FISHERS, Ind.––Every year hundreds of Hoosiers lose their lives to suicide.
Fishers police say early Tuesday morning a man took his own life in front of police headquarters.
Police say the man walked inside the Fishers Police Department and picked up a phone. The 68-year-old dialed 911 and reported he intended to kill himself.
Officers tried to de-escalate the situation by asking the man to step outside, which he did, before taking his own life.
“Our officers grieve with this family. This is tragic,” said Fishers police Chief Ed Gebhart.
“Every time we have a tragedy like we had last night it’s a constant reminder that there’s work to be done, making sure people in crisis can seek the help they need,” said Fishers Mayor Scott Fadness.
Fishers city leaders believe there’s a need for more education on this difficult topic.
Both the mayor and police chief agree preventing suicides starts by encouraging conversations about mental health, which is the goal of the city’s website, StigmaFreeFishers.com.
“There’s such a social stigma around it, that’s the biggest impediment for curing it,” said Fadness.
“I think you want to make it okay to not be okay,” said Gebhart.
A search of numbers online shows 975 Hoosiers died of suicide in 2019. That translates to one death every 8 hours, making it one of the most common causes of death, especially among youth.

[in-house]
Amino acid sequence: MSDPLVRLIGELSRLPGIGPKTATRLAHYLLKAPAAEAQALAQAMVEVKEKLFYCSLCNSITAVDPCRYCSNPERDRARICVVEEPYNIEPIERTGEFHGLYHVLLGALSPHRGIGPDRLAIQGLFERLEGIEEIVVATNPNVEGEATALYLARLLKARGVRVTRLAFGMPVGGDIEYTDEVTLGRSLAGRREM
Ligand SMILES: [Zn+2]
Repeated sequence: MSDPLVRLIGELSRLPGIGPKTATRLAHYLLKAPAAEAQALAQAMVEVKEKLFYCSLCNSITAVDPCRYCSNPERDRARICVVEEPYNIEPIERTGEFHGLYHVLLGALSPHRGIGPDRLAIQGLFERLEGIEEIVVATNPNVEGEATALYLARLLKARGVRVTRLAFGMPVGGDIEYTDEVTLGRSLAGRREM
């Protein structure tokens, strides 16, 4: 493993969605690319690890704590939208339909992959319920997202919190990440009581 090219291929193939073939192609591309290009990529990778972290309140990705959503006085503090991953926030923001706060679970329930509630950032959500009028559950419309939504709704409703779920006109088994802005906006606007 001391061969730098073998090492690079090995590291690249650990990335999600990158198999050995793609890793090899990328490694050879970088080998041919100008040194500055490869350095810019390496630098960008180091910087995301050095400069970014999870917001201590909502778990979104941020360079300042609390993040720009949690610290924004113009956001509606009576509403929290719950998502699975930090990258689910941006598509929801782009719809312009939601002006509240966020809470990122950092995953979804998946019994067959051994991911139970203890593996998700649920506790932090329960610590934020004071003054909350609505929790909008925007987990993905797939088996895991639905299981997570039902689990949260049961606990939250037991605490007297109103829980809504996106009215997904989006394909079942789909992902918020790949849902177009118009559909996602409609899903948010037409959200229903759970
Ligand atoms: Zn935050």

“It’s the second leading cause of death for ages 25 to 34 and third leading cause for 10 to 24, so those are some young kiddos that are struggling,” said Kelsey Steuer with the American Foundation for Suicide Prevention.
While suicide numbers nationwide saw a decline in 2019 and preliminary numbers show another decrease in 2020, Kelsey still encourages everyone to reach out and help friends, family and neighbors, as soon as they see warning signs of mental issues.
“You know, it’s never too early to have conversations about mental health,” said Steuer. “Through these conversations we are able to get people help.”
If you know anyone who needs assistance, the national Suicide Prevention Lifeline is 800-273-8255.
Additional resources can also be found at AFSP.org.